- Associated Press - Sunday, October 18, 2020

SEABROOK, S.C. (AP) - Officials for a South Carolina school district say it could cost up to $3 million to fix damage and prevent the future spread of mold that was discovered in two buildings.

Construction workers found the mold from high water activity inside the walls of a Beaufort County elementary school and a middle school while replacing classroom air-conditioning units, officials said.

District spokeswoman Candace Bruder told the Island Packet and Beaufort Gazette that the mold was likely caused by “faulty air-conditioning installations” performed two decades ago.

Staff at both schools were asked to work remotely upon its discovery in late September. An environmental consulting firm later confirmed the mold was not a danger to building occupants. Students returned to the buildings for hybrid classes Oct. 5.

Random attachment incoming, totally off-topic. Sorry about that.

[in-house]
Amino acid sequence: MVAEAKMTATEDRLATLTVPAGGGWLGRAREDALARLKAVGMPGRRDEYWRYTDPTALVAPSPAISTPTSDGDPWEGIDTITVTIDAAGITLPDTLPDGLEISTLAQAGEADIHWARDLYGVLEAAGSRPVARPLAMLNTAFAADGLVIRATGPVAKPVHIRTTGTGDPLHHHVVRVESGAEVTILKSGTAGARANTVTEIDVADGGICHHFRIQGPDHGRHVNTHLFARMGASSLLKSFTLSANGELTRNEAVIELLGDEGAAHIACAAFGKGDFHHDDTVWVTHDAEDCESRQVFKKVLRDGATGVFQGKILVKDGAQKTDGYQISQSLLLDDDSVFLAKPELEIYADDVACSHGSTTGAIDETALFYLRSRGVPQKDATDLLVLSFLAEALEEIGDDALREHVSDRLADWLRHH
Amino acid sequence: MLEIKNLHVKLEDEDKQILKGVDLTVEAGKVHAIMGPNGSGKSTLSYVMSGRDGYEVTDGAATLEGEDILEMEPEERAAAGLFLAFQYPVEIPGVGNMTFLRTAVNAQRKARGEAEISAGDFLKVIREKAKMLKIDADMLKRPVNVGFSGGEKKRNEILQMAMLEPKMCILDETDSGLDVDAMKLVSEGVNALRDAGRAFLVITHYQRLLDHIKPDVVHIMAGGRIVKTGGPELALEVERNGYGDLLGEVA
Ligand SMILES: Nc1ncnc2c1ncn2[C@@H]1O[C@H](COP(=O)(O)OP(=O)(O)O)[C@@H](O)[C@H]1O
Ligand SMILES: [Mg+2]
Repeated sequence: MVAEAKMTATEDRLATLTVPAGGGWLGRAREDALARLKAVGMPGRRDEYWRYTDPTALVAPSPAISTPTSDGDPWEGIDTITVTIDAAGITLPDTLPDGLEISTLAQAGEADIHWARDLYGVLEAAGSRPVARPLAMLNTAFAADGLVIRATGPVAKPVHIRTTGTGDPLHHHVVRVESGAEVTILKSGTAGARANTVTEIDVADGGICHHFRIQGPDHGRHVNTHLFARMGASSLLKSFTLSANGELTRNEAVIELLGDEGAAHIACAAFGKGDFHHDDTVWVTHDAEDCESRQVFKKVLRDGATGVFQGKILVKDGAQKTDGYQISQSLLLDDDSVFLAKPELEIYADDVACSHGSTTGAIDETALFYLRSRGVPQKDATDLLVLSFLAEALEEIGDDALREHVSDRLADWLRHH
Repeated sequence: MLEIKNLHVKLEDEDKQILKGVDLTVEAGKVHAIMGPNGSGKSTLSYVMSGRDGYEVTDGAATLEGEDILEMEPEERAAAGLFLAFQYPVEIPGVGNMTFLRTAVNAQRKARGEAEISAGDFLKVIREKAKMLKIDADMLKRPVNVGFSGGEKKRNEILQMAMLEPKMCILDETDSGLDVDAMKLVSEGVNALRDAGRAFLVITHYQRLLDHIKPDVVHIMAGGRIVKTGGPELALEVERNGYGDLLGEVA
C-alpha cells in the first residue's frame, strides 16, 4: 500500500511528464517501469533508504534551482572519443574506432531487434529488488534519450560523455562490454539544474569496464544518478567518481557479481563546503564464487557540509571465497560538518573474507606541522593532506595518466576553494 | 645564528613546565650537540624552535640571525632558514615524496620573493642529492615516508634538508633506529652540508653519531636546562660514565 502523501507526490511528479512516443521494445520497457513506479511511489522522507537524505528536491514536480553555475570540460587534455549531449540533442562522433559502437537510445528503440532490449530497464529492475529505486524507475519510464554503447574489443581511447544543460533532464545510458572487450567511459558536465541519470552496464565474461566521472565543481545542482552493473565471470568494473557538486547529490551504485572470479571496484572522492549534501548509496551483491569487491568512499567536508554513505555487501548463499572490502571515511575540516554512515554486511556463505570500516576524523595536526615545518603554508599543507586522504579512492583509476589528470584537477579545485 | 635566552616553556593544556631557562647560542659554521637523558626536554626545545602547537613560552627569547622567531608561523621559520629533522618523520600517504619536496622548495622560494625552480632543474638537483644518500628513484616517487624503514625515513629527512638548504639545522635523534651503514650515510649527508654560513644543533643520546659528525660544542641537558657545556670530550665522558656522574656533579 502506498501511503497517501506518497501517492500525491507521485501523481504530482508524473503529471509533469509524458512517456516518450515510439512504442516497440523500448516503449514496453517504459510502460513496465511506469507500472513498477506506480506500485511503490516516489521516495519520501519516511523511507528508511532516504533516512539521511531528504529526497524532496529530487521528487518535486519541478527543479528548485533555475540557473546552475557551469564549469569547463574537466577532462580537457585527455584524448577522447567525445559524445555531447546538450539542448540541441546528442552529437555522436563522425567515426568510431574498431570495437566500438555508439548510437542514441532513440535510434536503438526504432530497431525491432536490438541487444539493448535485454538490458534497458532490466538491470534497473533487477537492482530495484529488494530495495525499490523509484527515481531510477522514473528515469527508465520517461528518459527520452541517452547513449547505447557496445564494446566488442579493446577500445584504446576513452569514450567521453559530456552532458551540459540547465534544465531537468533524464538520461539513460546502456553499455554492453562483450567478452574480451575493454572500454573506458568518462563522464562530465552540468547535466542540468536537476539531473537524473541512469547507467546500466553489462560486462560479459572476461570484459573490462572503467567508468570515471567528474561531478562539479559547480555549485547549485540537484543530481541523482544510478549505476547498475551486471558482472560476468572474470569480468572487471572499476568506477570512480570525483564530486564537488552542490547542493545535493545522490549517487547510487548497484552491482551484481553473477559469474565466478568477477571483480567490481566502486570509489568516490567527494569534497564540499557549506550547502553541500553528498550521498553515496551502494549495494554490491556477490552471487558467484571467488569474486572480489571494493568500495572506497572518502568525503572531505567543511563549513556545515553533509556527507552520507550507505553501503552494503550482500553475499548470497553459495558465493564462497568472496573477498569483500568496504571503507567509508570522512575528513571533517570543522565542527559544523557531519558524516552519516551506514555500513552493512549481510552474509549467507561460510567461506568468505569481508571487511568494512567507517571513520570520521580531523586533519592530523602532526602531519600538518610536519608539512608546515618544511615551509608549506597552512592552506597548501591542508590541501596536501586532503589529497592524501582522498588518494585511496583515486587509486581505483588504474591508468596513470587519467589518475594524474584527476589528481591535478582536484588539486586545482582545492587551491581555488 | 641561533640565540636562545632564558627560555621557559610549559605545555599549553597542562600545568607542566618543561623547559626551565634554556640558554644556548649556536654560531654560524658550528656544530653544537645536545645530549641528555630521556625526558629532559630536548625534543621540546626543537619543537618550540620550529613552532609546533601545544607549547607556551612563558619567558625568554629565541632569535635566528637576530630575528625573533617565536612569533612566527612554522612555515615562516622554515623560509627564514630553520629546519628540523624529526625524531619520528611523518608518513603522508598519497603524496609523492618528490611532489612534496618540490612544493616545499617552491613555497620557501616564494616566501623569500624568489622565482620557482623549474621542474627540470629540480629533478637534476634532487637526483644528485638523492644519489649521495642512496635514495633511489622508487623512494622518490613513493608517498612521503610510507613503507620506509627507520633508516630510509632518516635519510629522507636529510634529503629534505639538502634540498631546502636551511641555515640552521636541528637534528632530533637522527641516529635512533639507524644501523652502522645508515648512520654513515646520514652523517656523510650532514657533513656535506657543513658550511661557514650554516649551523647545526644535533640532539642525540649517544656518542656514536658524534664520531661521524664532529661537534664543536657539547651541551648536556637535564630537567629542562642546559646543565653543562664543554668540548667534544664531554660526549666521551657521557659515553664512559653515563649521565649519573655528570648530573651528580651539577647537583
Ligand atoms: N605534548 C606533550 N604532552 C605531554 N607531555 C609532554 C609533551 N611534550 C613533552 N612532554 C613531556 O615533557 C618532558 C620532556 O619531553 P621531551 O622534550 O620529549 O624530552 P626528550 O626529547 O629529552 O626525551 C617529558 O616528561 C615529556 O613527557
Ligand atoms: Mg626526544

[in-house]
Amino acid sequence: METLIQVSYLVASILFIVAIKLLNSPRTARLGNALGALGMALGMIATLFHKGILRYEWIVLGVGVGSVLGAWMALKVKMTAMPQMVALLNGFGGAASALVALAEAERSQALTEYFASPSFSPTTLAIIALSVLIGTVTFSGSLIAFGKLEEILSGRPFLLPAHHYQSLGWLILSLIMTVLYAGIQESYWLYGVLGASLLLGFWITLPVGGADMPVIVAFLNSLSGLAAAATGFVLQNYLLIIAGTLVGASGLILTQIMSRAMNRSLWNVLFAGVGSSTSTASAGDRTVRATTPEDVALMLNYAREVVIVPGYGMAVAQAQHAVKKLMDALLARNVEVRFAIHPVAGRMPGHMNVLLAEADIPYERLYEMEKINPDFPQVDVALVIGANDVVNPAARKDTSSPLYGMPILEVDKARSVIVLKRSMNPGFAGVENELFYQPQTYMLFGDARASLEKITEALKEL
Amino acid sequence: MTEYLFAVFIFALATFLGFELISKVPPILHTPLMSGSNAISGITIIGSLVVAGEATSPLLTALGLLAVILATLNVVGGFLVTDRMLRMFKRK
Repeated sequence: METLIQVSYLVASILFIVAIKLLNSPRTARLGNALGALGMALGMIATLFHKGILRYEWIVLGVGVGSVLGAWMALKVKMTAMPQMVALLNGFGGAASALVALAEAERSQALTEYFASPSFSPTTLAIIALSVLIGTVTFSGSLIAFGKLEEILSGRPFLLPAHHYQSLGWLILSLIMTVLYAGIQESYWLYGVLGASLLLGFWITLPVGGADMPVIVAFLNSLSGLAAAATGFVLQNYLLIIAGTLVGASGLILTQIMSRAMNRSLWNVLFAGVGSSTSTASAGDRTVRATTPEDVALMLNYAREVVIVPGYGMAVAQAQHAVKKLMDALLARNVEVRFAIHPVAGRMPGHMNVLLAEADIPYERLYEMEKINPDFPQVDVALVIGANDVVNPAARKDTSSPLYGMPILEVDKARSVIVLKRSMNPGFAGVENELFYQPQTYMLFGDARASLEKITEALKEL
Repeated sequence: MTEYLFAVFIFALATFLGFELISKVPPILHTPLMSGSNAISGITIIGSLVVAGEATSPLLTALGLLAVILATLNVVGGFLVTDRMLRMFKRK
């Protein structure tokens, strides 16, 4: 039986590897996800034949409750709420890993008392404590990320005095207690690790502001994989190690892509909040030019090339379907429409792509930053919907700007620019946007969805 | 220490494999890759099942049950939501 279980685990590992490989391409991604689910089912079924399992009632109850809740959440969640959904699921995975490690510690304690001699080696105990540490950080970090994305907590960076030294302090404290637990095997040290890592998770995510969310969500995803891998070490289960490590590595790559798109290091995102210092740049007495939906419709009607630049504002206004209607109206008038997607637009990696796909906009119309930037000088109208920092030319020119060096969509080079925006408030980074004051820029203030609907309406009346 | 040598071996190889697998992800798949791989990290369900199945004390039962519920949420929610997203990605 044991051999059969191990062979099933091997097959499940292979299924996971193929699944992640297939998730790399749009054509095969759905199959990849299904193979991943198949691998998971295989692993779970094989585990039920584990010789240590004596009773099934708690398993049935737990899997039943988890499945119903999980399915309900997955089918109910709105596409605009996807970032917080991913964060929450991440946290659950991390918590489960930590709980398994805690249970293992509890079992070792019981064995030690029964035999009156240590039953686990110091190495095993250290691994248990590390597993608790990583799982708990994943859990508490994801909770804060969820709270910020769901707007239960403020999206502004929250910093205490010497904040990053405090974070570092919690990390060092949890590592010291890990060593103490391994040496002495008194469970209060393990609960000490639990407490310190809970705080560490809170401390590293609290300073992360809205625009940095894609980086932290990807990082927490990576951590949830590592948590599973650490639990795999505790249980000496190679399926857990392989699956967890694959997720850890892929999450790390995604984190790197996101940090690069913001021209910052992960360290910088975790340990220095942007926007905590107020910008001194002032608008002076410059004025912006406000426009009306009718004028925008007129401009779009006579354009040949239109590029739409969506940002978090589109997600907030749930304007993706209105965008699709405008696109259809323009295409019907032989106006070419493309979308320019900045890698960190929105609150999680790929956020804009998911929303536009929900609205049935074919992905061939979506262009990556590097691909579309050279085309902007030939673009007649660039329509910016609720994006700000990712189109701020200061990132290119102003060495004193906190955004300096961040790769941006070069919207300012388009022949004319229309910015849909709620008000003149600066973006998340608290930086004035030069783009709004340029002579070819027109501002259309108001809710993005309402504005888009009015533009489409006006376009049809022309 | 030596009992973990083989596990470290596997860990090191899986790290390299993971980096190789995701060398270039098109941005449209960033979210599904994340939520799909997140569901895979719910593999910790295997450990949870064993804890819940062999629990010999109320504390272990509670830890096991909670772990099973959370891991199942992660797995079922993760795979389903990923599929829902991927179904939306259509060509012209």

“A student can’t go anywhere near the areas of concern, and there is no air mixing from that area to the rest of the building,” Robert Oetting, the district’s chief operations officer, said this week while describing the repair plan.



The plan calls for replacing outdoor facades, installing drainage systems and working on HVAC units, among other fixes. Repairs at the middle school were expected to be less extensive than those at the elementary school, according to Oetting.

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